There was just no keeping Mary Kingsley down

Mary Kingsley’ funeral cortège in Simon’s Town.

English explorer, scientific writer, ethnographer and nurse Mary Kingsley spent just two months in South Africa, in 1900, but in that time she helped to turn a “near mortuary” for Boer prisoners of war in Simon’s Town into a place of healing.

Cathy Salter, curator of the Simon’s Town Museum drew information from the Simon’s Town Historical Society Bulletin and Mary Kingsley, Imperial Adventuress, by Dea Birkett, to tell Mary’s story.

Mary Kingsley was born in England on October 13, 1862, the eldest child of physician, traveller and writer George Kingsley and his wife, Mary Bailey. “As a girl of her time, she was not expected to achieve much in her lifetime other than a suitable marriage,” says Ms Salter.

Mary had little formal education but she held a fascination for the outside world and spent many hours in her father’s well-stocked library.

At 30 years of age, having had to nurse both her parents through ill-health and ultimately their death, she remained unmarried.

Mary Kingsley

After her parents’ deaths in 1893, Mary travelled to West Africa, alone.

She landed in Sierra Leone and travelled as far as Angola, living among the indigenous populations and learning about their cultures.

During a subsequent trip in Gabon in 1894, Mary, collected fish specimens previously unknown to Western science, three of which were later named after her: Brycinus kingsleyae, Brienomyrus kingsleyae and Ctenopoma kingsleyae.

Mary published two books about her travels: Travels in West Africa (1897), which was an immediate best-seller, and West African Studies (1899). Both works gained her respect and prestige within the scholarly community.

When the Anglo-Boer War broke out in 1899, Mary travelled to South Africa on a troopship and volunteered as a nurse.

Mary reported to surgeon-general Sir William Deane Wilson, the principal medical officer at the Castle, who asked her to tend to POWs in Simon’s Town. There, Mary found a humanitarian crisis, with large numbers of Boer POWs having contracted fatal “camp fever” (also known as enteric fever or typhoid). Measles and other diseases were rampant too.

Dr Gerard Carré had just arrived in Simon’s Town, as had two nursing sisters. Medical supplies were in very limited supply and narrow iron beds covered in hessian sacking stood in the four rooms, designated as wards.

Mary wrote to her friend in England: “I never struck such a rocky bit of the valley of the shadow of death in all my days as the Palace Hospital. There are the never-to-be-forgotten bugs and lice. The Palace supplies bugs free of charge.”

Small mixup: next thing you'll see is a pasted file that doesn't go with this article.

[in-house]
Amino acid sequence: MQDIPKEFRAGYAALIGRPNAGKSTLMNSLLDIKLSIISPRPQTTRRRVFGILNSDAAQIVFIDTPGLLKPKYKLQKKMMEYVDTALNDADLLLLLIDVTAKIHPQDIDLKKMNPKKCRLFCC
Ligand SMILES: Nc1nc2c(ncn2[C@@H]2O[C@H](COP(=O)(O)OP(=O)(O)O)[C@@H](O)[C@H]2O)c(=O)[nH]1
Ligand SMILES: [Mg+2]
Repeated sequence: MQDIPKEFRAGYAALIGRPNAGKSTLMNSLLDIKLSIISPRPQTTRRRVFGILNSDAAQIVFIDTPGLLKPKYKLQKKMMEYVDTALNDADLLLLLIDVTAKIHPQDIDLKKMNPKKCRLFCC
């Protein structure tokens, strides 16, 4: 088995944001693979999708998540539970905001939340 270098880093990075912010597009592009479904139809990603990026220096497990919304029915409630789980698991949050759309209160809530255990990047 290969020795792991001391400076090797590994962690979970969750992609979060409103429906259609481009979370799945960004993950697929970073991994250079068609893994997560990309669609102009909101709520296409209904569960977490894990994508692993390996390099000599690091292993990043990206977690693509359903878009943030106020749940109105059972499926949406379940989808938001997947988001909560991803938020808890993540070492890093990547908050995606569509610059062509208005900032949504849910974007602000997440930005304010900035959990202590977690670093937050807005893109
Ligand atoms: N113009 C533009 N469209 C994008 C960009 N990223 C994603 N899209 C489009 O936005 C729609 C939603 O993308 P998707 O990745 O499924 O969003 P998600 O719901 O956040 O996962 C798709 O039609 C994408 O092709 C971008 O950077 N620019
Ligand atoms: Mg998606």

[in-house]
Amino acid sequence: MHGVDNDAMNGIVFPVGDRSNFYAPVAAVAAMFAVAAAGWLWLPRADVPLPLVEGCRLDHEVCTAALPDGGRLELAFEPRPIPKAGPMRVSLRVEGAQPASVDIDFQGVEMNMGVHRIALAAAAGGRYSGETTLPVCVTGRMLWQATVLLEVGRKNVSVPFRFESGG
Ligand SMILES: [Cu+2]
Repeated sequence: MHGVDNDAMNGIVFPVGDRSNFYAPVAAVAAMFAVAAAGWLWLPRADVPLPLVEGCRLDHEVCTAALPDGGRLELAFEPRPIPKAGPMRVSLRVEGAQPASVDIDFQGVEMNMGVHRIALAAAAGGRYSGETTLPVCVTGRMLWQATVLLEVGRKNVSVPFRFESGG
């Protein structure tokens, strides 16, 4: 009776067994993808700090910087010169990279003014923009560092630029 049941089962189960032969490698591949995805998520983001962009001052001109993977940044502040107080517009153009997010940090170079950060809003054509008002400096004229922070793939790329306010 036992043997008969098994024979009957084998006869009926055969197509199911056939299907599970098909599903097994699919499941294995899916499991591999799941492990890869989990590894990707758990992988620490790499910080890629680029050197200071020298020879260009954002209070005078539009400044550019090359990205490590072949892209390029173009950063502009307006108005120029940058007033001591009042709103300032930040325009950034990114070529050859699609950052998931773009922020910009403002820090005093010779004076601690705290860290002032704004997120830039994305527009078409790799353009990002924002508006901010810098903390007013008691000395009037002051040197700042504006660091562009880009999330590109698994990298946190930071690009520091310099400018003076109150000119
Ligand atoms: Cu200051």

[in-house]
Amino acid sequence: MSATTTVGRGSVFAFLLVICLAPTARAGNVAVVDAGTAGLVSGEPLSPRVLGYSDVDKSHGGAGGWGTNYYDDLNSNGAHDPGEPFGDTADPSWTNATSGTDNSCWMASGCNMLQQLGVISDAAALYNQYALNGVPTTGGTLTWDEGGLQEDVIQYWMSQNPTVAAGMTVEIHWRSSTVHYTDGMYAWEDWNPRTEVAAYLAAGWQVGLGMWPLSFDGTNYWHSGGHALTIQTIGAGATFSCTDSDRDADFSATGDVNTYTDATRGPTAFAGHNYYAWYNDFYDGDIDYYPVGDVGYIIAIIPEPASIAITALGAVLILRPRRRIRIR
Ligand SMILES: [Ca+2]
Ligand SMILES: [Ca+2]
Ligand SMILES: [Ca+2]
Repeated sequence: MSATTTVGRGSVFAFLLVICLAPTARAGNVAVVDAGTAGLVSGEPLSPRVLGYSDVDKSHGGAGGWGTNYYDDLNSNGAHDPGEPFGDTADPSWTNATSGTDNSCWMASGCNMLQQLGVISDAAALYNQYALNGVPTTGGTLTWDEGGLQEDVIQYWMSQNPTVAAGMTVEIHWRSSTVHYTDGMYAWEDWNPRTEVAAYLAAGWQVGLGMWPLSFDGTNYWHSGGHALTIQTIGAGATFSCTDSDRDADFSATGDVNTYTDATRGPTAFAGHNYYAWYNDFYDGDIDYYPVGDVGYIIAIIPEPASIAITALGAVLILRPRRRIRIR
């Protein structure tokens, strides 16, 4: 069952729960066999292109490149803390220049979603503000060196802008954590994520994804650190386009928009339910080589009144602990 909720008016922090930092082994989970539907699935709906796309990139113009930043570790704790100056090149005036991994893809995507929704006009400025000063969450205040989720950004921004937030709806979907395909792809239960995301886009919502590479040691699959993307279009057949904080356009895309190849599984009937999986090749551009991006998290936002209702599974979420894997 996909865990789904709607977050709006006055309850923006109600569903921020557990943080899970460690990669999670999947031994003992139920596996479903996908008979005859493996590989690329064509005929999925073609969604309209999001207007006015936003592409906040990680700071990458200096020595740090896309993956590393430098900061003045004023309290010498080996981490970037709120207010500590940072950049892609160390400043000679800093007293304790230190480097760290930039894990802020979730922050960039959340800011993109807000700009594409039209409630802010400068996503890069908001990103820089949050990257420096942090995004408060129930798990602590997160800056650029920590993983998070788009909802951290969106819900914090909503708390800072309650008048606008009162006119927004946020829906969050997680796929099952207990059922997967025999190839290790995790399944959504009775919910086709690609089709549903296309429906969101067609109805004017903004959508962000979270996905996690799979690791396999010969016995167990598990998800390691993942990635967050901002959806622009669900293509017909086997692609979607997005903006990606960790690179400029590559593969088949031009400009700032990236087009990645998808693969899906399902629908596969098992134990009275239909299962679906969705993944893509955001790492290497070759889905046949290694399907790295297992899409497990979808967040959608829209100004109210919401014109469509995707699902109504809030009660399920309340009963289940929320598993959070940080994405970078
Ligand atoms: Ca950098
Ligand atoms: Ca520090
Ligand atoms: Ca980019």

Two more doctors and three more nursing sisters arrived – as did more medical supplies – but the conditions remained dangerous.

Mary wrote at this time: “All this work here, the stench, the washing, the enemas, the bedpans, the blood, is my world.”

More than 100 men were placed under Mary’s sole care.

It was Dr Carré who later said that Mary had “turned a mortuary into a sanatorium”.

Typhoid raged through the hospital. Many died.

Ms Salter says that despite being a teetotaller, Mary believed that Cape wines would boost her physical well-being and morale, and that smoking would offer some protection against infection.

“Sadly, this was not the case and she too caught enteric fever,” says Ms Salter. “Dr Carré performed an operation to try to save her, but she died of heart failure and enteric fever on June 3, 1900, just over two months after her arrival in Simon’s Town.”

Aware that she was dying, Mary asked to be buried at sea.

Her body was moved to the main army barracks and the cortège proceeded to the Town Pier the following day. The large teak coffin was drawn on a gun carriage, escorted by the Fourth West Yorkshire Regiment, playing the Dead March, and a detachment of the Royal Artillery.

Crowds gathered, lining the street all along the route. A service was conducted on the Town Pier by Reverend J.P. Legg, rector of Simon’s Town and acting military chaplain.

The HMS Thrush, together with a firing party from the Royal Marine Light Infantry took her body out and committed her to the sea beyond Cape Point, in a solemn funeral ceremony.

This was swiftly followed by consternation on the part of the mourners, when it was discovered Mary’s coffin had not been weighted sufficiently, and bobbed off into the ocean.

“Mary’s friends and family however believed that the incident would have been the source of much amusement to her, for though she had professed to believe in a higher power, Mary had questioned the role of Christian missionary endeavours in Africa, believing them to be of questionable benefit to indigenous Africans,” Ms Salter says.

The lifeboats of HMS Thrush were launched and eventually the wayward casket was captured, secured to a spare anchor and committed to the deep.

On Saturday April 1, 1905, when the Simon’s Town Cottage Hospital was opened for the admission of civilian patients, one of its four wards was named the “Nurse Kingsley Ward”.

This hospital moved to Fish Hoek and is today known as False Bay Hospital.

Ms Salter says the ceremonial funeral and honours afforded the unmarried 37 year-old Mary were rare, and serve as testament to the impact she made during her 66-day mission in Simon’s Town.

The writer Rudyard Kipling and his family, who were living in Woodstock at the time of her arrival in Cape Town, called Mary the bravest woman he knew.